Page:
Back at it this weekend, I was able to get the decking on with the exception of the outside band.
I rough cut the decking at the edges at about 3/8 " larger than the finished cut, I wanted to allow the material to acclamate and shink a little before I made the final cut. I'll let this sit for a week or so and then make the final cut and install the outside band of decking. With all the decking options I chose to go with stk( solid,tight,knot) 5/4 x 6 cedar. With the composites costing nearly tripple and the fact that I just don't like how the composites look after the age, I opted for real wood. The deck I removed was about 18 yrs old and the decking stk cedar was still solid.
I have been going back and fourth with the type of rail system I wanted to use. I designed this simple but unique post using my Enroute software and I will cut these out on the Multicam CNC router. The section to the left is the bottom end which will get thru bolted to the deck frame perimeter ( six on each side about 24" on center). If you look close these posts will have holes drilled (by the router) I plan on getting 1/2" bark or vine textured steel bars that will be inserted horizontally through the posts. This will get capped off with a sub rail and a cap rail of the same cedar used for the decking.
The weather was cooperative and I was able to make some good progress on our deck this past week.
I had the materials delivered and using the drawing I did in sketch-up, I was able to pre cut all my parts. This shot shows a jig I made to put a dado in the ledger that mounts to the wall of the house. This dado accepts the joists for the deck frame.
This is the Stand off deck mounting system (DAJ'S DECK MOUNTING SYSTEM . INGENUITY) I've been using for a few years now and seams to work very well. I start with a piece of 3" pvc pipe and a piece of 1\2' pipe, I make a jig to hold the 1/2" pipe in the center of the 3" and pour concrete in the 3" pipe. Then I drill a hole that (fits the 3"pipe) through the siding and I'll lag bolt the deck ledger through this stand off into the framing of the house. Note that I bed the stand off in urethane caulking to seal out any water as I install the system.
This was at the end of day one!
Kim assisted me with the two long outside pieces (what a trouper!)
End of Day two! Joists in place, support for post dug in, concrete poured and a granite block set up to grade, cut and tappering the support post.
Stay tunned for more thrilling action!!!!!!
This desk is one I had built a few years ago and I decided it needed some TLC.
The Original desk top was glued up Then the client decided he wanted it larger in width and length, so rather than make a whole new top I decided I'd try to add a walnut band around the perimeter.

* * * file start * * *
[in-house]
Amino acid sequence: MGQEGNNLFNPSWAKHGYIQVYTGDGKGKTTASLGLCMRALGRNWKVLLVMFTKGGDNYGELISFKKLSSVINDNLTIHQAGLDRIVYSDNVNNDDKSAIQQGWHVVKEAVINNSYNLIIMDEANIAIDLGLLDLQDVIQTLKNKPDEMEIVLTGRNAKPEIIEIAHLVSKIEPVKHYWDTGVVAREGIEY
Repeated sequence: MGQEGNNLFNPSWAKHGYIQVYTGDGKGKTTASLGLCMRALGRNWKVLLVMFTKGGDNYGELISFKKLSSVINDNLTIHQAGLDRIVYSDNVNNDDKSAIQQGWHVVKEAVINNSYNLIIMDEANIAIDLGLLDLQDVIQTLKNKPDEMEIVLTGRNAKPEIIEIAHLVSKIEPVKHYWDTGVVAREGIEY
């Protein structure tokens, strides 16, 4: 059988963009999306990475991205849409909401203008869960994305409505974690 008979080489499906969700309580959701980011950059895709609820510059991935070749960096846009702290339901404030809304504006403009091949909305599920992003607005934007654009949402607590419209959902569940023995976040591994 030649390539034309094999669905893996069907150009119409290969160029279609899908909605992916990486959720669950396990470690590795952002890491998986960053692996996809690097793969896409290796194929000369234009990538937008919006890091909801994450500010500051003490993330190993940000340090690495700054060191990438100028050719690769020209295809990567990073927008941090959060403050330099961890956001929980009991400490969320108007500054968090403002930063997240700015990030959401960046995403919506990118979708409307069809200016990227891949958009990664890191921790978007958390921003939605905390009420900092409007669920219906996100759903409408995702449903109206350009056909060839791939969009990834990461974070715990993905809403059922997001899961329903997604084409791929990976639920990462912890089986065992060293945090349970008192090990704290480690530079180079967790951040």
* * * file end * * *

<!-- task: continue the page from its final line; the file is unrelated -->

I sort of knew that the possibility of failure was great due to the fact that the expansion rates of cross grain and long grain are so different. Well I was not disapointed! This piece failed as expected. So I recently
remade the top and replaced the original. ( this picture is showing the replacement top.
But The really cool thing about this piece is that there are no legs under this desk. ( the post you see in this picture is actually the stair hand rail in the background.) The steel frame that is exposed is bolted to the wall and the desk floats out in space.
( one of the advantages of having a welding shop incorporated with woodworking shop).
This is the finished project. There are three drawers (two on the right and one on the opposite side of the desk) located in this apron that covers the steel frame.
The champered box under the desk is there to hide wiring etc. it's hinged to the wall and swings out of the way for easy access.
I have invested in equipment that assists me in the process of taking rough lumber and processing it to achieve high quality Professional finished pieces.
This shot shows a desk top of Cherry and Walnut being finish sanded utilizing my 37" wide belt sander .
And above are some pics of the top with the first coat of sealer applied.
NOTE* This is the bottom side of this piece.
Stay Tunned and you'll see who I can make this float in mid air.
The installation of the base cabinets for the Crescent shaped piece went well.
The cardboard template I previously cut fit relatively well, I made some notes on the template and will adjust the drawing in Enroute to reflect the variances.
With the adjustments made to the drawing it's time to prepare the top for cutting.
I never really went through the process of building a file like this before so this would be a learning process for sure.
This top is intended to be about 1-3/8" thick and have a OGee profile around the exposed edges. With Enroute I have the ability to design and cut any profile I like and It's not dependent on the shape of the bit.
So I take the shape of the actual top and create a flat relief the thickness of the finished top, Then I draw the shape of the profile for the edge and extrude that profile along a path that I draw on the top.
The next step is to tool path the top and the profile. The top is pretty straight forward, then I draw a outline around where the profile is and use that as a mask or guide to tell the software that I only want the bit to cut the detail of the profile without traversing the entire piece. (as this would take many hours of cutting Time) In this screen shot of the tool path each of the purple lines represents a pass of the bit. this tool path is set up for a 92% overlap which means every pass only cuts 8% of the width of the bit.
Here is the piece still on the router table / cut.
And a close up of the Ogee edge detail.
Now it's off the table some final sanding and finishing.